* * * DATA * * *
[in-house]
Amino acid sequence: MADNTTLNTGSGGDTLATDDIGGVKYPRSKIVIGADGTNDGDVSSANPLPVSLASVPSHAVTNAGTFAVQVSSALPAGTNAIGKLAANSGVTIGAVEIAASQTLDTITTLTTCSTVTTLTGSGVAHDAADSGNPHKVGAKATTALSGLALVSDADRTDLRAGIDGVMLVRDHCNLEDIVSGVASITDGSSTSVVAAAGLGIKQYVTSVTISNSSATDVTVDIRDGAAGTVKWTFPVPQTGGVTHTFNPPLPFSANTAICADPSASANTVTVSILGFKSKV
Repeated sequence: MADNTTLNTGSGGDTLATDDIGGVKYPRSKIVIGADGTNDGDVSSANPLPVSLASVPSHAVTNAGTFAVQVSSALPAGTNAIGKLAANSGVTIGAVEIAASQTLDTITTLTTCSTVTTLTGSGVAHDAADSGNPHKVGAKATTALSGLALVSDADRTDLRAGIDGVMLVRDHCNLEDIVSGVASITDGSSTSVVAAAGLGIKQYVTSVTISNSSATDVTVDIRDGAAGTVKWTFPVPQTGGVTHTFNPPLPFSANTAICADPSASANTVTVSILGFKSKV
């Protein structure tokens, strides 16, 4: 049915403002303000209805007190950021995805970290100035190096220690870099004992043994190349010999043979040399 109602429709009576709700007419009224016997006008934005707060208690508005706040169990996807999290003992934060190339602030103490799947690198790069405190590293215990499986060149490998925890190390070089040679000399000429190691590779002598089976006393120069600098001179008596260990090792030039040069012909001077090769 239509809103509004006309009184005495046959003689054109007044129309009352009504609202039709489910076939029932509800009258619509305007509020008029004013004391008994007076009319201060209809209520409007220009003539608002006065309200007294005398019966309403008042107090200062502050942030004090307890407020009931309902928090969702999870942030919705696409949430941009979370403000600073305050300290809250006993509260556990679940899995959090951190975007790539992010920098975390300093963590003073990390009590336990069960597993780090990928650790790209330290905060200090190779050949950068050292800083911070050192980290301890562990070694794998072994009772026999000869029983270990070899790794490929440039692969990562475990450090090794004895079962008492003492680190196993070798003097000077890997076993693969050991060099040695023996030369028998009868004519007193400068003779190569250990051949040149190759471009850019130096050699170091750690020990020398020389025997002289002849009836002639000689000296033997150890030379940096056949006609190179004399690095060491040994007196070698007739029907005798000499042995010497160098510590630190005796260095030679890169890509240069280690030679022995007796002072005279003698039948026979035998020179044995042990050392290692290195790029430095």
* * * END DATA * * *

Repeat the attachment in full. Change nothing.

[in-house]
Amino acid sequence: MADNTTLNTGSGGDTLATDDIGGVKYPRSKIVIGADGTNDGDVSSANPLPVSLASVPSHAVTNAGTFAVQVSSALPAGTNAIGKLAANSGVTIGAVEIAASQTLDTITTLTTCSTVTTLTGSGVAHDAADSGNPHKVGAKATTALSGLALVSDADRTDLRAGIDGVMLVRDHCNLEDIVSGVASITDGSSTSVVAAAGLGIKQYVTSVTISNSSATDVTVDIRDGAAGTVKWTFPVPQTGGVTHTFNPPLPFSANTAICADPSASANTVTVSILGFKSKV
Repeated sequence: MADNTTLNTGSGGDTLATDDIGGVKYPRSKIVIGADGTNDGDVSSANPLPVSLASVPSHAVTNAGTFAVQVSSALPAGTNAIGKLAANSGVTIGAVEIAASQTLDTITTLTTCSTVTTLTGSGVAHDAADSGNPHKVGAKATTALSGLALVSDADRTDLRAGIDGVMLVRDHCNLEDIVSGVASITDGSSTSVVAAAGLGIKQYVTSVTISNSSATDVTVDIRDGAAGTVKWTFPVPQTGGVTHTFNPPLPFSANTAICADPSASANTVTVSILGFKSKV
């Protein structure tokens, strides 16, 4: 049915403002303000209805007190950021995805970290100035190096220690870099004992043994190349010999043979040399 109602429709009576709700007419009224016997006008934005707060208690508005706040169990996807999290003992934060190339602030103490799947690198790069405190590293215990499986060149490998925890190390070089040679000399000429190691590779002598089976006393120069600098001179008596260990090792030039040069012909001077090769 239509809103509004006309009184005495046959003689054109007044129309009352009504609202039709489910076939029932509800009258619509305007509020008029004013004391008994007076009319201060209809209520409007220009003539608002006065309200007294005398019966309403008042107090200062502050942030004090307890407020009931309902928090969702999870942030919705696409949430941009979370403000600073305050300290809250006993509260556990679940899995959090951190975007790539992010920098975390300093963590003073990390009590336990069960597993780090990928650790790209330290905060200090190779050949950068050292800083911070050192980290301890562990070694794998072994009772026999000869029983270990070899790794490929440039692969990562475990450090090794004895079962008492003492680190196993070798003097000077890997076993693969050991060099040695023996030369028998009868004519007193400068003779190569250990051949040149190759471009850019130096050699170091750690020990020398020389025997002289002849009836002639000689000296033997150890030379940096056949006609190179004399690095060491040994007196070698007739029907005798000499042995010497160098510590630190005796260095030679890169890509240069280690030679022995007796002072005279003698039948026979035998020179044995042990050392290692290195790029430095």